A quick inspection of my vehicle told me at once that the case was NOT there. Panic started to well up inside of me. That case had master video files AND photography images I didn’t have anywhere else!

I concluded that the case had fallen out of my car when I went off for my night photoshoot and, not realizing it was missing, I’d left it behind on the ground. I double checked everything and my worst realizations were confirmed.

The DVD sleeve was indeed gone.

I quickly began to pack a few various and sundry items, and took them to my car. I knew where the case probably was…the only problem was, it would be a five hour round trip to get it.

I said a small prayer and packed the last few items I’d need in my car. As I put the final necessities onto the backseat, I had the distinct feeling that I should look—yet again—under both of the front the seats.
Grudgingly I did so, and what did I see?


Just kidding.

It was the case. Somehow or another, it had gotten tucked back under the seat and it was impossible to see it when looking from the front. However, from the back, it was more readily noticed.

I have to be honest, while a part of me felt trepidation at traveling all the way back to the San Rafael Swell, another part of me wishes I’d gone anyhow. I never did get to sit on the edge of the cliffs and watch the sunset.


Danielle said...

I LOVE LOVE LOVE the pictures you got on the way home!!! I cannot wait until I can afford a good camera and try the "light painting". The tree in the dark is amazing and I LOVE the petroglyphs!! I'm glad you found your case of DVDs! You'll have to try your trip down to catch the sunset soon though!

mywest said...

Pictures are great...almost as if I was there....Love, DAD

Deo Volente said...

I laughed out loud when you said "popcorn" thank you, remarkable photos by the way.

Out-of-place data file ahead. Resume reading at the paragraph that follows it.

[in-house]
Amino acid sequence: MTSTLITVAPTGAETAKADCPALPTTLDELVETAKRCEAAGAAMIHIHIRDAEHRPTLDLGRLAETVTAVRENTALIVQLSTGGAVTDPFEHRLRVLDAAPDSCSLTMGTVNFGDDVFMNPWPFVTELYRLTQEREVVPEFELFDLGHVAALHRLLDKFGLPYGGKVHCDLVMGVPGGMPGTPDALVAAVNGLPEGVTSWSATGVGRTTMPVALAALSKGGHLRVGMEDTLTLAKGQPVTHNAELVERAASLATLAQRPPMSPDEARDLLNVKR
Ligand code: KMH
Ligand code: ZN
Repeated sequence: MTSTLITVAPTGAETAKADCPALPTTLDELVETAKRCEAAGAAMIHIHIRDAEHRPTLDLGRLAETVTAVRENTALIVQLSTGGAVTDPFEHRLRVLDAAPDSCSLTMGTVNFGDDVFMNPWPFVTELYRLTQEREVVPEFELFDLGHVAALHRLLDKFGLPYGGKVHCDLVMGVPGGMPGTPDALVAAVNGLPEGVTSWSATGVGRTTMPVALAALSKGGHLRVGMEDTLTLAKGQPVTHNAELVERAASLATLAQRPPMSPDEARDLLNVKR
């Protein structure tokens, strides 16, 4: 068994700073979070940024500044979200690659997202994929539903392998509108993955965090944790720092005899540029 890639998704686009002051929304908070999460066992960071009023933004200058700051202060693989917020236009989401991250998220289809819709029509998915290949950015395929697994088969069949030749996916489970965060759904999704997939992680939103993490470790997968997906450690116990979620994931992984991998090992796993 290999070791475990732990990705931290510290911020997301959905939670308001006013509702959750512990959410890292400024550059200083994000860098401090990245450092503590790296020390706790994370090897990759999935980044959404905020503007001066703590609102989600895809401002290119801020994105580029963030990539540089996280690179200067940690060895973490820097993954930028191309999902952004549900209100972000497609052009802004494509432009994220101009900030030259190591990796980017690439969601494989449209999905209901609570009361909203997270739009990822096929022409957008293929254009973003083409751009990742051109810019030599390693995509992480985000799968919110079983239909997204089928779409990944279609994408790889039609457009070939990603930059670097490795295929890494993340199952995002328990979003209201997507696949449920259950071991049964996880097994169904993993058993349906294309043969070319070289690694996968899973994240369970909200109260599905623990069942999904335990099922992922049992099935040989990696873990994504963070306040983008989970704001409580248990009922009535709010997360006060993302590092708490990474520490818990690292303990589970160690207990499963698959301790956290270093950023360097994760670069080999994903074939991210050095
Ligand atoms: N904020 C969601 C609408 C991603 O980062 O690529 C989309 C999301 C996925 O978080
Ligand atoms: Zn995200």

Gerb said...

You were the only person within a 20-mile radius... I can't get that out of my head. Some days I would LOVE to be that alone.

As always, your words turned your return trip into a magical journey. Thanks for sharing!

Kris said...

I'm glad you made it home. And beautiful pictures!!!!!!!!! You are sooooooo good!

smalltoes said...

I love your pictures. You are amazing!

grinNberrett said...

I am so very grateful that you didn't crash while taking your self portrait. While your photography is very beautiful, you are even more beautiful. Practice safe driving, especially when you are in the middle of nowhere.

Kathy said...

Wow, did you mean to illuminate the petroglyphs in the shape of a dinosaur?! Pretty good for one shot!

Teachinfourth said...

DS - The light painting is a lot of fun. I tried it out last night too, but it didn't work out nearly as nicely. Of course, I wasn't really taking time to do it...just a quick version just to test it out.

Dad - They turned out better than I thought they would which was great.

DV - Thanks. It is a lot more fun to share the photos with others than to hoard them all to myself.

Gerb - Sounds like you'll be taking a 'magical journey' before too much longer. Hope it is fun though I don't think you'll get to enjoy the '20 mile' thing at all.

Kris - It was nice to be here. Sleeping in one's own bed is always great.

ST - Glad you liked them. Like I said earlier, it's a lot more fun to share them with others than to keep them all to myself.

G&B - Good thing the self-portrait was taken with a small point-and-shoot camera. I don't think I could have managed it with my Nikon D60...a bit too bulky.

Mom - I should probably tell you that I did intend that. I should also go on to point out that even though the dinosaurs and the people who lived in this area never did coexist, it is a metaphor for all things ancient.

However, it was a coincidence...I didn't even notice that until you pointed it out. I was trying to paint it before my light died.

Richard & Natalie said...

Hey TF, As I was perusing your photos, I noticed your light painting of the tree looks a lot like the cover of Onerepublic's album 'Dreaming Out Loud'. I just thought it was just a very cool coincidence...

Related Posts Plugin for WordPress, Blogger...